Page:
Our main protagonists, Edward and Alphonse, are looking for a way to undo the disastrous consciousness of attempting a Human Transmutation to revive their mother. This childish attempt at playing God results in Edward losing his leg and Alphonse losing his whole body, forcing Edward to sacrifice his arm to anchor his brother’s soul to a suit of Armour. Thus begins the brothers’ journey of self redemption, fuelled in part by the legendary philosopher’s stone, an artifact said to be able to allow alchemists to ignore the rules of Equivalent Exchange and, they figure, allow them to regain the body and ligaments they have lost.
The Brotherhood of the title, as picked by Funimation to differentiate it from the 2003 series, focuses on the brothers as they are forced to overcome the insurmountable trials that await them as the story progresses.
From the start to the set up until the final scream of “I’M A HOUSEWIFE!” this set grabbed my attention and refused to let go.
The art direction is stunning, it’s clear that there’s never a moment during the production where I could say “Whoops, there goes the budget!” If I was being pragmatic, I could imagine where the production team picked a few notes from their animating Soul Eater, but that’s hardly anything to give them grief over.
It also stands to be mentioned that I found the battle choreography to be excellent. Whilst the battles usually don’t use anything more complex than one’s fists (steam punk prosthetics that can be alchemised into blades notwithstanding) they are usually spectacular feats of wonder that leave me on the edge of my seat, wanting to know what happens next. To say that certain Shonen Jump authors could learn a thing or two from Brotherhood is an understatement.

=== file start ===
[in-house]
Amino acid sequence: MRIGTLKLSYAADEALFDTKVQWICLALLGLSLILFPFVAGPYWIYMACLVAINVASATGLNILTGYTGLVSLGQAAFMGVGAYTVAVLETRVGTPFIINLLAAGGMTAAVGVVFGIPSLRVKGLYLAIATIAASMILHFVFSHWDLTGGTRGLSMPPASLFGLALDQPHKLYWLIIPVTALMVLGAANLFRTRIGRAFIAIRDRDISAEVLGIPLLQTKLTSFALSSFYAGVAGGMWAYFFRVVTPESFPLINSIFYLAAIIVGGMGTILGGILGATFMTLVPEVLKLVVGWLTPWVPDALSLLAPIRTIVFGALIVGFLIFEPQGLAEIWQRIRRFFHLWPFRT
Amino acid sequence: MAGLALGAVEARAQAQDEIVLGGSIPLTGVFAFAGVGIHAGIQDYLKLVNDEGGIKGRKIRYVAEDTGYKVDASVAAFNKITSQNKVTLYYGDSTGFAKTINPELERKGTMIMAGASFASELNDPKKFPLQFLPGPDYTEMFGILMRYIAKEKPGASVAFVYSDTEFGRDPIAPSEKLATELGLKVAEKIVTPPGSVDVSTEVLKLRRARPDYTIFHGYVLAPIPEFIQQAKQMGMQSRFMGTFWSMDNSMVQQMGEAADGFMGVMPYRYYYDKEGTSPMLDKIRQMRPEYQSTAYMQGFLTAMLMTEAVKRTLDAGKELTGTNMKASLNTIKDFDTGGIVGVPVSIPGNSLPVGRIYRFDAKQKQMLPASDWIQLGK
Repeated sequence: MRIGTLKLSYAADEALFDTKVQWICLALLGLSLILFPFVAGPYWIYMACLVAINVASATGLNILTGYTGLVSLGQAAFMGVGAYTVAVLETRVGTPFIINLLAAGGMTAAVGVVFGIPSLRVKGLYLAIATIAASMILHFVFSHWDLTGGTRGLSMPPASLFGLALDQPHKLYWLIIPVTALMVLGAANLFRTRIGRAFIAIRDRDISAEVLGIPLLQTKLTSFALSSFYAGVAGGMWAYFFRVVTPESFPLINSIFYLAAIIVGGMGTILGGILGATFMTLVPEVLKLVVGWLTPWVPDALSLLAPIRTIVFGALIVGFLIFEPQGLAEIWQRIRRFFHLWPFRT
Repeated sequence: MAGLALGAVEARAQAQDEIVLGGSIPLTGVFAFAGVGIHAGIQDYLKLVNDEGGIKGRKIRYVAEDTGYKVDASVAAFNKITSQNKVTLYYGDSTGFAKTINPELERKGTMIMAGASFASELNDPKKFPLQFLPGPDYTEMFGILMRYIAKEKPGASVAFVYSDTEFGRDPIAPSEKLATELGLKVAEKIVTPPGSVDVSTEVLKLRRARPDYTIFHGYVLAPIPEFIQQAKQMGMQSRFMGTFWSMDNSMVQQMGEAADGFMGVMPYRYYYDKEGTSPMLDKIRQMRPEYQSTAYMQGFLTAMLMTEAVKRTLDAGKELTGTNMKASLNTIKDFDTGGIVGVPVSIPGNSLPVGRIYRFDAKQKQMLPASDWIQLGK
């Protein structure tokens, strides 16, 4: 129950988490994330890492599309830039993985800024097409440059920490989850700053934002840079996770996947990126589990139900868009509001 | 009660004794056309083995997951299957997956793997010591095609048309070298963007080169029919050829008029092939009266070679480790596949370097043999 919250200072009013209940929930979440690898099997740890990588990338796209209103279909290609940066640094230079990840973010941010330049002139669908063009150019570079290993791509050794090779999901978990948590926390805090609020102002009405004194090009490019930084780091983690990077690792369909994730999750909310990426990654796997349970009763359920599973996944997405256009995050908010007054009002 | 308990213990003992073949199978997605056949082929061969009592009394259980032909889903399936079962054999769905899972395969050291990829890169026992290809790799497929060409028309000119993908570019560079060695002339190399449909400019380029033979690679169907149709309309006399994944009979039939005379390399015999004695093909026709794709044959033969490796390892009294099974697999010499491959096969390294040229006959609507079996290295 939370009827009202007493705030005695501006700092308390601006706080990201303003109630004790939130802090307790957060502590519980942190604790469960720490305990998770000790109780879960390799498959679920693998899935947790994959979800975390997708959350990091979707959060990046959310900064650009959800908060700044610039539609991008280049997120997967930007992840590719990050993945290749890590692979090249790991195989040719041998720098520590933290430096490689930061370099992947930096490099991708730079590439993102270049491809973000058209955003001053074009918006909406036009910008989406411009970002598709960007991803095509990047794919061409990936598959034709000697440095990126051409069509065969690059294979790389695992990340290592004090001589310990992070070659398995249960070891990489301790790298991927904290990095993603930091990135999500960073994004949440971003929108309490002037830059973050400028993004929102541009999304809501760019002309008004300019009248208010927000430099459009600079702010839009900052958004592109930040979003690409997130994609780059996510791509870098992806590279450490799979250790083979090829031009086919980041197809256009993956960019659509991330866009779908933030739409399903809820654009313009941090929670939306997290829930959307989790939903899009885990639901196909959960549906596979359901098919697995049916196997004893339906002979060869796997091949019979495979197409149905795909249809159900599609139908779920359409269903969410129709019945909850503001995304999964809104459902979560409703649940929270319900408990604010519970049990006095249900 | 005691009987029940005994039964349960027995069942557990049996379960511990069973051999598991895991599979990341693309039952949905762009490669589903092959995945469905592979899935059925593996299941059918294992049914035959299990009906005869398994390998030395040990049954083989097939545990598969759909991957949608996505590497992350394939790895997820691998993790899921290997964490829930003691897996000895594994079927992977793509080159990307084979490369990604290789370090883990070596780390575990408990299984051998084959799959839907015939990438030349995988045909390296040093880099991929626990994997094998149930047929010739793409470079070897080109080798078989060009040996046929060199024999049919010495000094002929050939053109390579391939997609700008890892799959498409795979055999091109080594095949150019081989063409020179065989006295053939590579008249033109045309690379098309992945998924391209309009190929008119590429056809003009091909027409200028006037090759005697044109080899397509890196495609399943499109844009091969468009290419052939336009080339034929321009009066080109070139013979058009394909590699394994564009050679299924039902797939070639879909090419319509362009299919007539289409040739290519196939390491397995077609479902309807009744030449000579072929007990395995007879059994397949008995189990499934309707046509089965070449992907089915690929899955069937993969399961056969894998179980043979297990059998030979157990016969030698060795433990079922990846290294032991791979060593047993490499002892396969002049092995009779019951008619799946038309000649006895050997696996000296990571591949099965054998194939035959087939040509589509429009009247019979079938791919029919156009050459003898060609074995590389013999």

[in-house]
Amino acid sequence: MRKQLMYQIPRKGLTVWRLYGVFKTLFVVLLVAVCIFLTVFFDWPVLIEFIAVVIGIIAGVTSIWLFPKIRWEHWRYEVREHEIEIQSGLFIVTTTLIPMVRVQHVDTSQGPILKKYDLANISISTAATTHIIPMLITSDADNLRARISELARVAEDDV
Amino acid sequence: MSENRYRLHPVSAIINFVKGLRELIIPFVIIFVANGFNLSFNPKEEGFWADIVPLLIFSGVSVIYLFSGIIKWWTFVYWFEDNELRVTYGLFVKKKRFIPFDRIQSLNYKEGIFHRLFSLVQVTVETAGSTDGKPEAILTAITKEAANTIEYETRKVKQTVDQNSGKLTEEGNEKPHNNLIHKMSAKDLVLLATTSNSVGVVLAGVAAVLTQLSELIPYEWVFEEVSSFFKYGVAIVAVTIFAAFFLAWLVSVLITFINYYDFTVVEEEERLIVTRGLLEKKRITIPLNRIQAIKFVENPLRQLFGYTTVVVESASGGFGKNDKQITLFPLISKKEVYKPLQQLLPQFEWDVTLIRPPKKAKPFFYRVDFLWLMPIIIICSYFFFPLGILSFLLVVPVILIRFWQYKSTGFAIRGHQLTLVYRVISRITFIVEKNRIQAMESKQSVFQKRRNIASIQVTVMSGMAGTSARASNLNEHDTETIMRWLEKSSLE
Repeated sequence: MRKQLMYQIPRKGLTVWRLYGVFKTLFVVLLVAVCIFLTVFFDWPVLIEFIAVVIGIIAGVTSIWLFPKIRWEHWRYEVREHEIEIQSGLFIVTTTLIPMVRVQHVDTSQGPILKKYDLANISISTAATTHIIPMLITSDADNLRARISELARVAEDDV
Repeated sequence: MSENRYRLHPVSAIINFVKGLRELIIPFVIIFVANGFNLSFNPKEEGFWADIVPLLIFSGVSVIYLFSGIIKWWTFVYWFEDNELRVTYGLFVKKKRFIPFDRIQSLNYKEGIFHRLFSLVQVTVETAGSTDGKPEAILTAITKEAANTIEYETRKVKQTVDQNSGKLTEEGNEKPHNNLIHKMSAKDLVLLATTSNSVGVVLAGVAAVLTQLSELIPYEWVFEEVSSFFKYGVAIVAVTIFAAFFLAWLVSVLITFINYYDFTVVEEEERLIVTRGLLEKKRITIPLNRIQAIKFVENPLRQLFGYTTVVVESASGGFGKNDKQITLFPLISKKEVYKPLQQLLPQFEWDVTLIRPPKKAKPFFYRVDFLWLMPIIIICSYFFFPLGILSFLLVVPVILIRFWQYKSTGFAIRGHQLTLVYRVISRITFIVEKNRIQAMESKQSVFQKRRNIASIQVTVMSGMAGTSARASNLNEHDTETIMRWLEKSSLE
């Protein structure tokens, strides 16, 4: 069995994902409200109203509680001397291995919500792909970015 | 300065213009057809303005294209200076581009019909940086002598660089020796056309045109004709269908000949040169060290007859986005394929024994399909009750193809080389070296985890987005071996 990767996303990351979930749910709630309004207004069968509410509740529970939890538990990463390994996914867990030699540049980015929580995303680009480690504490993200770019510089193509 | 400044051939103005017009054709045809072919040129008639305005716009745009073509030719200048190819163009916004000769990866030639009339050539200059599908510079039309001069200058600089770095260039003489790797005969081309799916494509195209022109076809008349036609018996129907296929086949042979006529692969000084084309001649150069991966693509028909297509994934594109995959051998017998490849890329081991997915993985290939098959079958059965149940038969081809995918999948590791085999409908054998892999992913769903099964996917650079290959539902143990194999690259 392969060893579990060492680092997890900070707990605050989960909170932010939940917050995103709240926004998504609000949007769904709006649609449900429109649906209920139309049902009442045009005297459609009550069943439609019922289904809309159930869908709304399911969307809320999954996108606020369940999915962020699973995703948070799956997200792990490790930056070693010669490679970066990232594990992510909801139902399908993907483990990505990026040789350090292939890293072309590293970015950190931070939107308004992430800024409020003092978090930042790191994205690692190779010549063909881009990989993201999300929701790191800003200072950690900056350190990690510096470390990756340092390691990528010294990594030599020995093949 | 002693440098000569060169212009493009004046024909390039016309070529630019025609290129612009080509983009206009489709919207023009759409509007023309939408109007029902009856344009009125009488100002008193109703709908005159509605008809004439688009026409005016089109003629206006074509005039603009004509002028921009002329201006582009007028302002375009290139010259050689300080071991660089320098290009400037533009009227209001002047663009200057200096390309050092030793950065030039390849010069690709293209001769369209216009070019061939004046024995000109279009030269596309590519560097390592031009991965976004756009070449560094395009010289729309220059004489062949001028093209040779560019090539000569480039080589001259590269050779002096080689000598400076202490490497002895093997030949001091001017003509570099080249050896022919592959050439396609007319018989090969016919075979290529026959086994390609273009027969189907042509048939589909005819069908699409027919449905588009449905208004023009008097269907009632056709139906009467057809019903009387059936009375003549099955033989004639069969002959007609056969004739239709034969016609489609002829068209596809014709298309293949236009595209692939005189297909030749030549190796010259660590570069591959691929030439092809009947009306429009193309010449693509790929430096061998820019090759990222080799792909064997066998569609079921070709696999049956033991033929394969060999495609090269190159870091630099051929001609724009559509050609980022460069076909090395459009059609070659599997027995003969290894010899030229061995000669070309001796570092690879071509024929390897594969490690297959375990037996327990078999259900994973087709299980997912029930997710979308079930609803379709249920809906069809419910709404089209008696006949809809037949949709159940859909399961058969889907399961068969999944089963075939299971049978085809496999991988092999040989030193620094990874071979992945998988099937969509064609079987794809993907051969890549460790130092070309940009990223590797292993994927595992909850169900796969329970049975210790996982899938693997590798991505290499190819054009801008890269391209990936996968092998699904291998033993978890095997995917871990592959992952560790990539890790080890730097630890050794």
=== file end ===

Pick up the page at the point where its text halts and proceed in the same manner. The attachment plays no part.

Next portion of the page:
The music pays its dues to the original series’ soundtrack whilst being its own thing brilliantly crafted by Akira Senju with the opening and ending themes (Again and Uso respectively) being two very interesting pieces of music.
The actors on both sides of the pond have to be applauded for their ability to make the characters their own. There was a moment where I was seriously concerned that Maxey Whitehead would have been permanently stuck under the shadow of Aaron Dismuke’s portrayal of Alphonse in FMA but by the time episode five rolls around it’s clear that she’s nailed Alphonse down to a T.